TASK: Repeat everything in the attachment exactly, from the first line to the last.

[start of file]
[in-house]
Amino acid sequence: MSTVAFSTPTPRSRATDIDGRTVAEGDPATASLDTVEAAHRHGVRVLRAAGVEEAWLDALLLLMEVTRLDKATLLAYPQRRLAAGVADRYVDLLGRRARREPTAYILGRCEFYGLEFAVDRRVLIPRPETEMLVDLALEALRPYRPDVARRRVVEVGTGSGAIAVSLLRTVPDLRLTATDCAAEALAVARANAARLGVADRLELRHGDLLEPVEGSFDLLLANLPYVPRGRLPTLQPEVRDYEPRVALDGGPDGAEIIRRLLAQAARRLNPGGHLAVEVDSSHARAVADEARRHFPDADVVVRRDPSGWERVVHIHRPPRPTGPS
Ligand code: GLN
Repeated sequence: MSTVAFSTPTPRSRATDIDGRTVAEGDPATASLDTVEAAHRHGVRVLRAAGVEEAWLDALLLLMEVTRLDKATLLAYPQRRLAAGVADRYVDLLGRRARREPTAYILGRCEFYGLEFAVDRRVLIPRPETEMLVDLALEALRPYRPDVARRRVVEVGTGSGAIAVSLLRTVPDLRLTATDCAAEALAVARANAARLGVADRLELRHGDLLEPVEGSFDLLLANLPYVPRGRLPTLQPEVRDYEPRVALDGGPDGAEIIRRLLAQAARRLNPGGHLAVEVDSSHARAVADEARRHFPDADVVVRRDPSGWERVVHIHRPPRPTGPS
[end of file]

[in-house]
Amino acid sequence: MSTVAFSTPTPRSRATDIDGRTVAEGDPATASLDTVEAAHRHGVRVLRAAGVEEAWLDALLLLMEVTRLDKATLLAYPQRRLAAGVADRYVDLLGRRARREPTAYILGRCEFYGLEFAVDRRVLIPRPETEMLVDLALEALRPYRPDVARRRVVEVGTGSGAIAVSLLRTVPDLRLTATDCAAEALAVARANAARLGVADRLELRHGDLLEPVEGSFDLLLANLPYVPRGRLPTLQPEVRDYEPRVALDGGPDGAEIIRRLLAQAARRLNPGGHLAVEVDSSHARAVADEARRHFPDADVVVRRDPSGWERVVHIHRPPRPTGPS
Ligand code: GLN
Repeated sequence: MSTVAFSTPTPRSRATDIDGRTVAEGDPATASLDTVEAAHRHGVRVLRAAGVEEAWLDALLLLMEVTRLDKATLLAYPQRRLAAGVADRYVDLLGRRARREPTAYILGRCEFYGLEFAVDRRVLIPRPETEMLVDLALEALRPYRPDVARRRVVEVGTGSGAIAVSLLRTVPDLRLTATDCAAEALAVARANAARLGVADRLELRHGDLLEPVEGSFDLLLANLPYVPRGRLPTLQPEVRDYEPRVALDGGPDGAEIIRRLLAQAARRLNPGGHLAVEVDSSHARAVADEARRHFPDADVVVRRDPSGWERVVHIHRPPRPTGPS